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CARING KIND: Sandy Pronk is loving her new career in aged care.
A Young woman who made a mid-life career switch to an industry where jobs are plentiful and the work rewarding has declared it the “best decision I’ve ever made”.
Sandy Pronk has had a career rich in diversity – including as a coffee shop owner, dairy farmer and service station manager – but a desire to give back to the older generation prompted another career change last year when she enrolled in a Certificate III in Individual Support – Aged Care at TAFE NSW Young.
So intense is the demand for aged care workers in regional NSW, Ms Pronk was offered a role as an aged care worker at an aged care facility in Boorowa within three months of starting the course.
A submission to last year’s Federal Senate inquiry into the future of Australia’s aged care industry by Leading Aged Services Australia found the workforce would have to increase from 350,000 workers to 1.3 million by 2050 to meet surging demand.
Ms Pronk, a grandmother of five herself, said the mid-life career change was the best professional move of her life.
“It had always been in the back of my mind to work in aged care and I just thought, I’ve got about 10 years left in my working life, why not do something I really enjoy?” Ms Pronk said.
“To be able to treat older people with the respect and dignity they deserve is very rewarding.”
Ms Pronk said learning from the expert aged care teachers at TAFE NSW ensured she was job-ready the moment she first clocked on.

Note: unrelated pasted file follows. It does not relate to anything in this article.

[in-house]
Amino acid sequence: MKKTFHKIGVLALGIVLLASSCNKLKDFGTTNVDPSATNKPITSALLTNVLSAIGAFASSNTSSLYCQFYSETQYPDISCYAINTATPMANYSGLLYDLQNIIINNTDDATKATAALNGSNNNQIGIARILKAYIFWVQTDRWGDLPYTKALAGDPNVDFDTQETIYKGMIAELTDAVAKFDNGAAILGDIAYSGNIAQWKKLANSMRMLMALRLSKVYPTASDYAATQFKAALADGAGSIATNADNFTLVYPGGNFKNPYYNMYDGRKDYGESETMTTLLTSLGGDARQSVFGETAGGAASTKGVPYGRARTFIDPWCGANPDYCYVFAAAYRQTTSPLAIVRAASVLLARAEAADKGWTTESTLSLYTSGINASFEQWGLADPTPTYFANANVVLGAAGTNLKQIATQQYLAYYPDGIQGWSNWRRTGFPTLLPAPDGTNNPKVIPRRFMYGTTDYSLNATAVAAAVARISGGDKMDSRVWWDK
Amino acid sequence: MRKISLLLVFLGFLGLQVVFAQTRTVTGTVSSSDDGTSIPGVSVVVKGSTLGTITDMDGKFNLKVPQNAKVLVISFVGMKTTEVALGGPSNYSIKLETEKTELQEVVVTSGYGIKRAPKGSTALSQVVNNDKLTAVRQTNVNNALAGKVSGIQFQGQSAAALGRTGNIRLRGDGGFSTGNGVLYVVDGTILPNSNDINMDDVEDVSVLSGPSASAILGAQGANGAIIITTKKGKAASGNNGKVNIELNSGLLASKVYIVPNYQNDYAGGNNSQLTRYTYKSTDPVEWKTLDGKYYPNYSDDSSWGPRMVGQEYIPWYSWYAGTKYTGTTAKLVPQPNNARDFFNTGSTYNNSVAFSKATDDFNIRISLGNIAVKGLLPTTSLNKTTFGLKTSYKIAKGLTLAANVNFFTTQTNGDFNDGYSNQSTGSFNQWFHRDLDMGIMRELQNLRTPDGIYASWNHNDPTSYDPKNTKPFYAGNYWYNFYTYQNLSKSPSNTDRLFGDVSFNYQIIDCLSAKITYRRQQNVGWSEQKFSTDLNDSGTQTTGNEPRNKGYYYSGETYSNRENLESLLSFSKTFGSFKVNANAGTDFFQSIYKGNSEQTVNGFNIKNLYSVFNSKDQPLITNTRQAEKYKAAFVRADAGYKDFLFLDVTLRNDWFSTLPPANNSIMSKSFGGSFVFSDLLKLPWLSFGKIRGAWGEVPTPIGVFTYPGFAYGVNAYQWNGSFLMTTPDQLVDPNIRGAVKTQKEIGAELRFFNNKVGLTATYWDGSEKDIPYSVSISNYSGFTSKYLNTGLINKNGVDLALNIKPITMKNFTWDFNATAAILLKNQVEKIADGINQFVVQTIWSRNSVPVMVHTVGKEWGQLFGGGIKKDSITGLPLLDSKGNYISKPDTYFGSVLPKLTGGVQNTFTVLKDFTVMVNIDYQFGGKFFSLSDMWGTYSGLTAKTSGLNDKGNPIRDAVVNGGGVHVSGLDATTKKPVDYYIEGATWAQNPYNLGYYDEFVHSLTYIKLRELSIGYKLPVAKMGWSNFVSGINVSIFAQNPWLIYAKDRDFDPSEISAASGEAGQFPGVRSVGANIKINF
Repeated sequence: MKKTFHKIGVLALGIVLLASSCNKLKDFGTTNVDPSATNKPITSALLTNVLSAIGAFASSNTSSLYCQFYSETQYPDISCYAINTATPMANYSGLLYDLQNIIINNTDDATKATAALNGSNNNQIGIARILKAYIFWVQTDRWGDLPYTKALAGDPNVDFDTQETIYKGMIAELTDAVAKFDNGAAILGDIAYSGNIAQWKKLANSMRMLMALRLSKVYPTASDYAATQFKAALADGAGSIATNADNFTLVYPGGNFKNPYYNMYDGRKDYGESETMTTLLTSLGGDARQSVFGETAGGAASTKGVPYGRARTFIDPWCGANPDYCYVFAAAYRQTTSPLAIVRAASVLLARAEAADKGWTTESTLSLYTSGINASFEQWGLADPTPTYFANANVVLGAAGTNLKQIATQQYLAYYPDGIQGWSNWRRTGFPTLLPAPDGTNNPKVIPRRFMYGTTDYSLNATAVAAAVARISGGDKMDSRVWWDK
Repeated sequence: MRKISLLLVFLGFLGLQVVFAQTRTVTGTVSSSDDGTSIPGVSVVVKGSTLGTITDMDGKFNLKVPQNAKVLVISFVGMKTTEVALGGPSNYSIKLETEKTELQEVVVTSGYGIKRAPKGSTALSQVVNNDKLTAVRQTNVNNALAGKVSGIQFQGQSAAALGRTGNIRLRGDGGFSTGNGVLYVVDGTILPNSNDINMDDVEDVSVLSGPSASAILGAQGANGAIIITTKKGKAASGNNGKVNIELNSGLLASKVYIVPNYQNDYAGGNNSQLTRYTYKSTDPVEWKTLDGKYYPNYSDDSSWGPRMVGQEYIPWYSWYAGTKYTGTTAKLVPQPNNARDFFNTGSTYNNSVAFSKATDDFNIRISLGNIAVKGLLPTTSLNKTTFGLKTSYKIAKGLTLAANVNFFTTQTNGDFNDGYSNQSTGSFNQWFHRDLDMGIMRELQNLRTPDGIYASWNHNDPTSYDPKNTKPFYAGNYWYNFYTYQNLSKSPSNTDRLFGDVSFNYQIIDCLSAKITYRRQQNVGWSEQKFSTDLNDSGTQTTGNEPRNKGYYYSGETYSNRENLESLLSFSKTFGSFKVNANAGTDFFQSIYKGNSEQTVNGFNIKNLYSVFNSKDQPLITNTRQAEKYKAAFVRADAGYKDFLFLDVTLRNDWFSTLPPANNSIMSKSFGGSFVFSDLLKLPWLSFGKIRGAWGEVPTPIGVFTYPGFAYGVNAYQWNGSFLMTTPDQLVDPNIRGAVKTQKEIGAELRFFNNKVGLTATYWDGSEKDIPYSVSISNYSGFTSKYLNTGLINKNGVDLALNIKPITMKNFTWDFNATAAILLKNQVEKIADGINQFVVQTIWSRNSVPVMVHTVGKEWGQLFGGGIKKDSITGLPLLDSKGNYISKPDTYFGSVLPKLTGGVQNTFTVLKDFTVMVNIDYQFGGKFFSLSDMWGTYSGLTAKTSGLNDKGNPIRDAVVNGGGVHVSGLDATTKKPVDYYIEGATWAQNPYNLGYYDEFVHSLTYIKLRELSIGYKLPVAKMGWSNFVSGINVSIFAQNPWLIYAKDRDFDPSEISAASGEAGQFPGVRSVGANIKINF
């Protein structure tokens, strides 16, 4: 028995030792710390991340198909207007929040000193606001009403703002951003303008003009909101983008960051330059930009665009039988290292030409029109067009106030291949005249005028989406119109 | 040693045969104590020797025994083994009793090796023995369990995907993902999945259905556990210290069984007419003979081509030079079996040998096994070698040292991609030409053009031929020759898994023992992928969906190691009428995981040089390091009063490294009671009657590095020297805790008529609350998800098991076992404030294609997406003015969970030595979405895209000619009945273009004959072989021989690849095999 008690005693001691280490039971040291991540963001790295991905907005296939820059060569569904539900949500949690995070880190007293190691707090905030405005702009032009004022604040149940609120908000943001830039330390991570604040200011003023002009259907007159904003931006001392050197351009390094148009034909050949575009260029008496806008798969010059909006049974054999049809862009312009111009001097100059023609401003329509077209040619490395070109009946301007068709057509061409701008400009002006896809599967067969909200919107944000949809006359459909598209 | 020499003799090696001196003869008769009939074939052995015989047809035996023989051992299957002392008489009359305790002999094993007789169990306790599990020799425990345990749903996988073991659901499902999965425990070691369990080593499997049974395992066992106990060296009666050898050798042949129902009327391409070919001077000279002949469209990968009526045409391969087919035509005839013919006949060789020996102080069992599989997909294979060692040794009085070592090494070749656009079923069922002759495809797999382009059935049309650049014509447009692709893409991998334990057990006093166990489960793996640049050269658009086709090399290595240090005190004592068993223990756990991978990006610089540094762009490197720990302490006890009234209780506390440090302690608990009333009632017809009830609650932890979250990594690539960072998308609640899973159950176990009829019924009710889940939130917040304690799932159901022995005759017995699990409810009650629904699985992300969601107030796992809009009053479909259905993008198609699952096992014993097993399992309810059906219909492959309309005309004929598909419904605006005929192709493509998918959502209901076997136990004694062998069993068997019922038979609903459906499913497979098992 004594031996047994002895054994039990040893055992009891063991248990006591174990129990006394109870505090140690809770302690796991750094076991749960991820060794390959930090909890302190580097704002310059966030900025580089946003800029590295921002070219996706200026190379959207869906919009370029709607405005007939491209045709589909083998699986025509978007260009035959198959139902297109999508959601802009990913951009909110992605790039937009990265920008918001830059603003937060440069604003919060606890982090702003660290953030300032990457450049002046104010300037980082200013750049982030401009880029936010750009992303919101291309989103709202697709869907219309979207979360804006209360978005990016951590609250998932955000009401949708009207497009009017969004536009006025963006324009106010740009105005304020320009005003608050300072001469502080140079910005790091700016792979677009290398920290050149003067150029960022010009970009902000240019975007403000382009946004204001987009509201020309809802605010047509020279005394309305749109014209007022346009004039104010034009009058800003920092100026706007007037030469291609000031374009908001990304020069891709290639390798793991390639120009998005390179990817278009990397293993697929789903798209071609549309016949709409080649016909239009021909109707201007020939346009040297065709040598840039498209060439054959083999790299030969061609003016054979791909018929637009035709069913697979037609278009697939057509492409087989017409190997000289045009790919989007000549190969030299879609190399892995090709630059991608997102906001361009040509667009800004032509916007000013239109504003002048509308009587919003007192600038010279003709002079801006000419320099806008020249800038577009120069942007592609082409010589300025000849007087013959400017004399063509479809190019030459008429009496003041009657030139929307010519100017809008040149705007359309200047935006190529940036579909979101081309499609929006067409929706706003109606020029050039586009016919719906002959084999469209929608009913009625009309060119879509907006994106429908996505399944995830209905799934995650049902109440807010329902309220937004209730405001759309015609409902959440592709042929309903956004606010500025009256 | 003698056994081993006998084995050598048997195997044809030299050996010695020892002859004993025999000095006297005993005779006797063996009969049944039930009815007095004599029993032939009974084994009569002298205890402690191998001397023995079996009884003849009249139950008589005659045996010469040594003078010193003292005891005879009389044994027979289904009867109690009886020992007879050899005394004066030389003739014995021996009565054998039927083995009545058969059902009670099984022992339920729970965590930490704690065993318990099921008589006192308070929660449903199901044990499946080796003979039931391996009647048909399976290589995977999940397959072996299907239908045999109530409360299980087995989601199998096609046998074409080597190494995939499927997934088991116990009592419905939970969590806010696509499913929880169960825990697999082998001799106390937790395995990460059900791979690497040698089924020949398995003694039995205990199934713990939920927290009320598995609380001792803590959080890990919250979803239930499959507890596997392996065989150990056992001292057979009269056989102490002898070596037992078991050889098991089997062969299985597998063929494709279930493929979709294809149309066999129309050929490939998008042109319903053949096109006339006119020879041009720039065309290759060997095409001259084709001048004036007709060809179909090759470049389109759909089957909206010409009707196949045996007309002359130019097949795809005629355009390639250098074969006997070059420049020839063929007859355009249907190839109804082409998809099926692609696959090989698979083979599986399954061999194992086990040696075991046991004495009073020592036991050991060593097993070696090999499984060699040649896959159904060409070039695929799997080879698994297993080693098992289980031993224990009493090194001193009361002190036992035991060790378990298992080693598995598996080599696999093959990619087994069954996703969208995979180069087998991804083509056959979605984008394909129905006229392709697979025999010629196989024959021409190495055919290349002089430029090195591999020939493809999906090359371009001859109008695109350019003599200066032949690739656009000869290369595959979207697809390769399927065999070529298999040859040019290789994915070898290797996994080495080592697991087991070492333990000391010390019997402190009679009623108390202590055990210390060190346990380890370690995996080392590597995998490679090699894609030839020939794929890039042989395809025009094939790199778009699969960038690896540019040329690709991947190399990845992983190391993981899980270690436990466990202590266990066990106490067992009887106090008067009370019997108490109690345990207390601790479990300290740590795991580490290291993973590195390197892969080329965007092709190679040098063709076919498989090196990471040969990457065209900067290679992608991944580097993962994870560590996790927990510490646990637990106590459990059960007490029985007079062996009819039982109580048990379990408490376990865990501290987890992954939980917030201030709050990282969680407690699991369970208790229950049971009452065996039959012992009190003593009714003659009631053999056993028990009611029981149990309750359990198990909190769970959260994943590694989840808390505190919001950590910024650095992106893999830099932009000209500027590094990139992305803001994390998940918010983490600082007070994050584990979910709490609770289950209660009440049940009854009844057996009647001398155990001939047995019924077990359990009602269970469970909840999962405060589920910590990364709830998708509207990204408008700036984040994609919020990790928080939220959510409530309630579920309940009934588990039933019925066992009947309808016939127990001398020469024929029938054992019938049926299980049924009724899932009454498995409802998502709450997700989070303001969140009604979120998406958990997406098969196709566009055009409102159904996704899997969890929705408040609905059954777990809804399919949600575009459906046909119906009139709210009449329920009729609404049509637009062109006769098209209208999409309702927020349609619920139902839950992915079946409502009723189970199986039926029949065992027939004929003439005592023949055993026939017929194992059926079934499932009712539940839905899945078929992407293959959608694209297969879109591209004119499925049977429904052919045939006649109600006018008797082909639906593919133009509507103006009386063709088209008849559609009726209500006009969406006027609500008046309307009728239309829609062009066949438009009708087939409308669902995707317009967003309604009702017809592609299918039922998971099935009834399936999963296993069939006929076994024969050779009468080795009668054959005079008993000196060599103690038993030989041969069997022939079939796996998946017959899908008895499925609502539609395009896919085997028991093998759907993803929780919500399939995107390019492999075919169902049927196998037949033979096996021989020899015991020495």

“That one-on-one, face-to-face contact with teachers who have had so much experience in the industry was invaluable,” she said. “I was 56 when I started studying but I loved it; I just thrived.”
Ms Pronk has recently commenced a Certificate IV in Leisure and Health at TAFE NSW Wagga Wagga to help her upskill further after being promoted to Activities Officer at Mt St Joseph’s in Young.
TAFE NSW Young Aged Care Teacher Carolyn Bailey said the local aged care sector was “crying out” for skilled workers and it wasn’t unusual for students to be offered jobs while still studying.
“This career really suits people who are caring by nature and willing to spend time to talk to older people,” she said. “It’s important to remember they were once young too and they have so much life experience and knowledge.”
Ms Bailey said the Certificate III Individual Support (Ageing) was a 12-month course that offered a blend of face-to-face and online learning, with students attending classes in person one or two days a week.
To find out more about studying aged care at TAFE NSW for semester one, phone 13 16 01 or visit www.tafensw.edu.au.
Media contact: Daniel Johns, TAFE NSW Media and Communications – Business Partner, 6938 1441, mobile 0477 722 428.